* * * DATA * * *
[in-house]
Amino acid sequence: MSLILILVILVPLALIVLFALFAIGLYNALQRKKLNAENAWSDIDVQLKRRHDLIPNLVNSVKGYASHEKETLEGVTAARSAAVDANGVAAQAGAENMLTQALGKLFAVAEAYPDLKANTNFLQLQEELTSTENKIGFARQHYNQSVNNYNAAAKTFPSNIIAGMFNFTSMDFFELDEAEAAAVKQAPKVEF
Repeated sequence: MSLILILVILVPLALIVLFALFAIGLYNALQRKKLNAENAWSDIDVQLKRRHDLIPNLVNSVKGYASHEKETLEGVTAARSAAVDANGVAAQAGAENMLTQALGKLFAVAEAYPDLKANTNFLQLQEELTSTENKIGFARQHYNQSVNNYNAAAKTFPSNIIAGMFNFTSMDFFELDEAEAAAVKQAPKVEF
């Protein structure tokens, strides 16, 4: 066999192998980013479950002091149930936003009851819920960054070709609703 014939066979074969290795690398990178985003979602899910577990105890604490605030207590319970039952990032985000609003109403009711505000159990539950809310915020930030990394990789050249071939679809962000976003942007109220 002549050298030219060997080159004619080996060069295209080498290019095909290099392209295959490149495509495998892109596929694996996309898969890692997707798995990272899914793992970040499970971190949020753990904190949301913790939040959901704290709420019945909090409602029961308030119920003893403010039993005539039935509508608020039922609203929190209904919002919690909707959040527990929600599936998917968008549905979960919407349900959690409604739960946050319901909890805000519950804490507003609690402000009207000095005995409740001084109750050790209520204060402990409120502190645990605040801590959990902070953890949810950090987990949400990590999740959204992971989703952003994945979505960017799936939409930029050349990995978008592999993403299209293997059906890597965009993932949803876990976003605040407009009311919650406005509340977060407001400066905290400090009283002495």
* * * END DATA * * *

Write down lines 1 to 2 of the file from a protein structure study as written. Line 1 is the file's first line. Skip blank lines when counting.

[in-house]
Amino acid sequence: MSLILILVILVPLALIVLFALFAIGLYNALQRKKLNAENAWSDIDVQLKRRHDLIPNLVNSVKGYASHEKETLEGVTAARSAAVDANGVAAQAGAENMLTQALGKLFAVAEAYPDLKANTNFLQLQEELTSTENKIGFARQHYNQSVNNYNAAAKTFPSNIIAGMFNFTSMDFFELDEAEAAAVKQAPKVEF